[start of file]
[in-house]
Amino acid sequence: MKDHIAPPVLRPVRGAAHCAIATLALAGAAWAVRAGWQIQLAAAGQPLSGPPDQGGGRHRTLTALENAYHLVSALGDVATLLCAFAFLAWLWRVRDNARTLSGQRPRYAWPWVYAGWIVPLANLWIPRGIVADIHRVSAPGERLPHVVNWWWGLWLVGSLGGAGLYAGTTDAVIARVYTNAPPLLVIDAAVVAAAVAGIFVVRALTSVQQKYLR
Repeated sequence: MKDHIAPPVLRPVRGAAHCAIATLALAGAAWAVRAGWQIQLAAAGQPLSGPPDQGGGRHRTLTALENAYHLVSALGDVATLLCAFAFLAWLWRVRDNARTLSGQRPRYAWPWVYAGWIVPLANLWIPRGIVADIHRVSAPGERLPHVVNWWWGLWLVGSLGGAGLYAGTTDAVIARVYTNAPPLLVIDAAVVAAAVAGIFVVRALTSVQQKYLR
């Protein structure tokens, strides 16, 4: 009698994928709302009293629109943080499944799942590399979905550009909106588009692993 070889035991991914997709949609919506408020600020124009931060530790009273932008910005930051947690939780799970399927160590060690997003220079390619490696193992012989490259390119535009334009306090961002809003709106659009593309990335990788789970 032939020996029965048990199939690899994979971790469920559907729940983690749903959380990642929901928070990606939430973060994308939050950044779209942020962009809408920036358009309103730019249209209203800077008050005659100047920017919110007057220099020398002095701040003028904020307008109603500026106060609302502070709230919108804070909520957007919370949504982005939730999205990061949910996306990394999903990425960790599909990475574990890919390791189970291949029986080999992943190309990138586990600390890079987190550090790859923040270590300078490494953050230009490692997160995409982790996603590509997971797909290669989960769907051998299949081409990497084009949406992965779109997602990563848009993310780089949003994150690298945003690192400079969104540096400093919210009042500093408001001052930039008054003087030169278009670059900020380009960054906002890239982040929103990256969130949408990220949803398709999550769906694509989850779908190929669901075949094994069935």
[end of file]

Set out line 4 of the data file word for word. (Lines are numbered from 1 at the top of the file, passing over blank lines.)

């Protein structure tokens, strides 16, 4: 009698994928709302009293629109943080499944799942590399979905550009909106588009692993 070889035991991914997709949609919506408020600020124009931060530790009273932008910005930051947690939780799970399927160590060690997003220079390619490696193992012989490259390119535009334009306090961002809003709106659009593309990335990788789970 032939020996029965048990199939690899994979971790469920559907729940983690749903959380990642929901928070990606939430973060994308939050950044779209942020962009809408920036358009309103730019249209209203800077008050005659100047920017919110007057220099020398002095701040003028904020307008109603500026106060609302502070709230919108804070909520957007919370949504982005939730999205990061949910996306990394999903990425960790599909990475574990890919390791189970291949029986080999992943190309990138586990600390890079987190550090790859923040270590300078490494953050230009490692997160995409982790996603590509997971797909290669989960769907051998299949081409990497084009949406992965779109997602990563848009993310780089949003994150690298945003690192400079969104540096400093919210009042500093408001001052930039008054003087030169278009670059900020380009960054906002890239982040929103990256969130949408990220949803398709999550769906694509989850779908190929669901075949094994069935």